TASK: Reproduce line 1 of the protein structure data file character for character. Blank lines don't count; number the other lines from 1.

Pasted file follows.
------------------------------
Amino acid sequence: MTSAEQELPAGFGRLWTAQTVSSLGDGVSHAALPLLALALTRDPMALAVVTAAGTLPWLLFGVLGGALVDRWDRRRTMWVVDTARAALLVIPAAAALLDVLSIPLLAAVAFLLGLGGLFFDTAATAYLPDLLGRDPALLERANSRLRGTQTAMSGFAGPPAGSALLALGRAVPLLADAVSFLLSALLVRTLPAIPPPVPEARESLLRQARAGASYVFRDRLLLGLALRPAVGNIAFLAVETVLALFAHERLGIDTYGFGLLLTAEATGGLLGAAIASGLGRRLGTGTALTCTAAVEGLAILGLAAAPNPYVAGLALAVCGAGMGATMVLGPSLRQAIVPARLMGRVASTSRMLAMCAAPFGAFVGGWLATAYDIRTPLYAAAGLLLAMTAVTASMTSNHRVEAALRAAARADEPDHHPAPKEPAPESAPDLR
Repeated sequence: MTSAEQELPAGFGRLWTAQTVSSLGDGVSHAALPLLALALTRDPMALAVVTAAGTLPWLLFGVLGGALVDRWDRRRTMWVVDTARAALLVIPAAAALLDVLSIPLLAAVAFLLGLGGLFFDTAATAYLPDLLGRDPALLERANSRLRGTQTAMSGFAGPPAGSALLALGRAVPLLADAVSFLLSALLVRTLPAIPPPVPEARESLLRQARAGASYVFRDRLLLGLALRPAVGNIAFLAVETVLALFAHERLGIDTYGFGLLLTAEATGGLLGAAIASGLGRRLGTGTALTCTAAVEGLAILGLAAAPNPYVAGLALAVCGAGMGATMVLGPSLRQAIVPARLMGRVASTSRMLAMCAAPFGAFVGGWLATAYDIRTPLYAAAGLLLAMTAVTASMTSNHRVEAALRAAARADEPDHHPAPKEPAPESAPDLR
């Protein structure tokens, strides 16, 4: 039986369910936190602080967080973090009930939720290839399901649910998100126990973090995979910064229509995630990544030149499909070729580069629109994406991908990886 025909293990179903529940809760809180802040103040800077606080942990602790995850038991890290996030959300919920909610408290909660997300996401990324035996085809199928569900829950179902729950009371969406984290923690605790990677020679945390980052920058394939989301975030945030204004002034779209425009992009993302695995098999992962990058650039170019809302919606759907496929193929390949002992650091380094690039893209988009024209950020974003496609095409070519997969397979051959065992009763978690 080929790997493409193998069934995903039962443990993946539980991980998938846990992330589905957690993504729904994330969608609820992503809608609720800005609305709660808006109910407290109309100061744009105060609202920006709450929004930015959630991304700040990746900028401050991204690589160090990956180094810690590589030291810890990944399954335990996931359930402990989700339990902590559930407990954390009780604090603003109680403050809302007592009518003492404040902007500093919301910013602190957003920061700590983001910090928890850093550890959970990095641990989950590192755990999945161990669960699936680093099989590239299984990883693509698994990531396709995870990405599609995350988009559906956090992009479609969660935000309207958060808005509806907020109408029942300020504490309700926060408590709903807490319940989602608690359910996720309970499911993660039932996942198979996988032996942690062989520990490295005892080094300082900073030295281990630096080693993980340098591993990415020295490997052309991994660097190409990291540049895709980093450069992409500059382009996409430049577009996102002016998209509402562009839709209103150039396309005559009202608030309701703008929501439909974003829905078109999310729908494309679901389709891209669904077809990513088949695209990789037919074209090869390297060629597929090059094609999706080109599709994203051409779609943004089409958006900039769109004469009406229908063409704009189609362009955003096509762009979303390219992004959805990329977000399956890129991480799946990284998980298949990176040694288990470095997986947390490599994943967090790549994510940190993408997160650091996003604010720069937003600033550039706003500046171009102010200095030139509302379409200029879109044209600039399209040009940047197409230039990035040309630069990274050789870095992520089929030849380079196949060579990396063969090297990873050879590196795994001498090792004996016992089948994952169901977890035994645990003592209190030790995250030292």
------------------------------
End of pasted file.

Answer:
Amino acid sequence: MTSAEQELPAGFGRLWTAQTVSSLGDGVSHAALPLLALALTRDPMALAVVTAAGTLPWLLFGVLGGALVDRWDRRRTMWVVDTARAALLVIPAAAALLDVLSIPLLAAVAFLLGLGGLFFDTAATAYLPDLLGRDPALLERANSRLRGTQTAMSGFAGPPAGSALLALGRAVPLLADAVSFLLSALLVRTLPAIPPPVPEARESLLRQARAGASYVFRDRLLLGLALRPAVGNIAFLAVETVLALFAHERLGIDTYGFGLLLTAEATGGLLGAAIASGLGRRLGTGTALTCTAAVEGLAILGLAAAPNPYVAGLALAVCGAGMGATMVLGPSLRQAIVPARLMGRVASTSRMLAMCAAPFGAFVGGWLATAYDIRTPLYAAAGLLLAMTAVTASMTSNHRVEAALRAAARADEPDHHPAPKEPAPESAPDLR